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A return to their social movement roots union organizing efforts in the late twentieth century /

by Martin, Andrew William.

Abstract (Summary)
The objective of the following thesis is to explore organizing efforts in the 1990s by drawing upon social movement and organizational theory to analyze the organizing activities of a sample of local labor unions from 1990-2001. I begin by placing the 1990s in historical context, demonstrating that recent efforts to revitalize the movement are similar to other periods of debate in the history of the movement. It appears that certain processes, notably existing leadership’s desire to remain in control of the movement, have prevented significant change in organizing. I then explore the mechanisms unions have at their disposal to recruit new members in the 1990s, which include the National Labor Relations Board certification election and the corporate campaign. As unions move towards an increasingly conflictual relationship with firms, they have adopted the corporate campaign to overcome the weaknesses of the certification election. Data from the 70 unions indicates that although the NLRB is used much more frequently by unions, nearly as many workers are organized through corporate campaigns. The reason for this is twofold: 1) corporate campaigns have a much higher success rate, and 2) the typical corporate campaign involves significantly more workers than the average NLRB election. To examine various organizing processes, including repertoire choice and success, I first draw upon resource mobilization theory, using the unique circumstances surrounding union organizing to expand this perspective. I find that the sources of endogenous resources, including the parent organization, and, to a lesser extent, membership, affect the type of tactic used, but not the outcomes. Human resources devoted to organizing have a strong effect on the rate of corporate campaigns and their outcomes, but no effect on NLRB elections, except for unions that use both tactics. Leadership indicators were also employed to analyze resources devoted to organizing, repertoire use, and outcomes. In general, bureaucratic structures had lower rates of organizing, as did unions with large staff. The results indicate the importance of the local union in the organizing process. iii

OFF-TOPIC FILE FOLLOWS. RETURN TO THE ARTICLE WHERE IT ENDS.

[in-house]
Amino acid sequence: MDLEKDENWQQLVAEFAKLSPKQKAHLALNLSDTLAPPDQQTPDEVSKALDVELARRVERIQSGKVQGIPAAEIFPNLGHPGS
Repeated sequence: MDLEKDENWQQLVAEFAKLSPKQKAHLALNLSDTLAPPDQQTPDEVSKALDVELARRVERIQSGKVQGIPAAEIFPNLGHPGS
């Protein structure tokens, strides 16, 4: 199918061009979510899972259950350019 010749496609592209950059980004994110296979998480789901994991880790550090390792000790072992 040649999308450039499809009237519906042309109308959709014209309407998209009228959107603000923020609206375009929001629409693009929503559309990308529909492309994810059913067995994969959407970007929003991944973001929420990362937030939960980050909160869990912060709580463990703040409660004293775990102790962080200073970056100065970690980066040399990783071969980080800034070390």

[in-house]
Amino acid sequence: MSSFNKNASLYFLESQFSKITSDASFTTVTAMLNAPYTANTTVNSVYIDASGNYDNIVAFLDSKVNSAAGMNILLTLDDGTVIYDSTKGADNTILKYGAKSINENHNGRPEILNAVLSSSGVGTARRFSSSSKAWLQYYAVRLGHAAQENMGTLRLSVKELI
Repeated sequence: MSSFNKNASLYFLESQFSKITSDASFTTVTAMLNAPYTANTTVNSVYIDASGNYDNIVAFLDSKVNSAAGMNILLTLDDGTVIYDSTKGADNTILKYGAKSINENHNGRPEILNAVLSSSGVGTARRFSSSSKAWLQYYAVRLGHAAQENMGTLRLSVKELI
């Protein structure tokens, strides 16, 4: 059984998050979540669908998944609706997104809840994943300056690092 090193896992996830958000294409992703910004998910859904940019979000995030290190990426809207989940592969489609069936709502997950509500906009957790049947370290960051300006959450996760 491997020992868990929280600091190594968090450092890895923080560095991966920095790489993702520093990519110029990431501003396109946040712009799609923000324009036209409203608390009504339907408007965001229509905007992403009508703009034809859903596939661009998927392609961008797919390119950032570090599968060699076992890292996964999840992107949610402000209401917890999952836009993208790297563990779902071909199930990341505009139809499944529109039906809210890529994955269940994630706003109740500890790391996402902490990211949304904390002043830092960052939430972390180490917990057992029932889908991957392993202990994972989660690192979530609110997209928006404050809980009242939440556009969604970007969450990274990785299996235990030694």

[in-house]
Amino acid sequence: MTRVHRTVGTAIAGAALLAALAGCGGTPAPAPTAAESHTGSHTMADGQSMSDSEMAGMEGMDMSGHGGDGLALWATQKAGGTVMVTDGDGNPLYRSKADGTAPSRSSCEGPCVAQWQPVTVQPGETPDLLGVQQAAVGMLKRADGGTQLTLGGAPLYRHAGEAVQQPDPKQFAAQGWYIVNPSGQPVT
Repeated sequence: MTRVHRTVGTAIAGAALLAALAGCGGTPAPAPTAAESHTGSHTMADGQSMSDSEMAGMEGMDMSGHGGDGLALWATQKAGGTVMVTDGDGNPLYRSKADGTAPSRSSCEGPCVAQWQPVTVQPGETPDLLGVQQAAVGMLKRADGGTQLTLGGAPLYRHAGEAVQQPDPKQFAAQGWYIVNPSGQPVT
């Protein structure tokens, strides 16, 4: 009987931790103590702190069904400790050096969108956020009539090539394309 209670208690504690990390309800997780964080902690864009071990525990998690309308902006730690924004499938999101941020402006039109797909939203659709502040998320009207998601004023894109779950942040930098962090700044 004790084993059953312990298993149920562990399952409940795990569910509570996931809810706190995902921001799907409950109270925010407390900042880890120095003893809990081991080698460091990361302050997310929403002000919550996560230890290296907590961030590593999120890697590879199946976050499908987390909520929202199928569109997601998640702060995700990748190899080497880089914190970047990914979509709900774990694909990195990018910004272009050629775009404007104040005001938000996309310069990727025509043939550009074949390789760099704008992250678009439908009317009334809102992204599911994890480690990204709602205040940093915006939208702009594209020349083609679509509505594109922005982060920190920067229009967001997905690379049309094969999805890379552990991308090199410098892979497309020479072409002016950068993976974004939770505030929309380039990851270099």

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School:Pennsylvania State University

School Location:USA - Pennsylvania

Source Type:Master's Thesis

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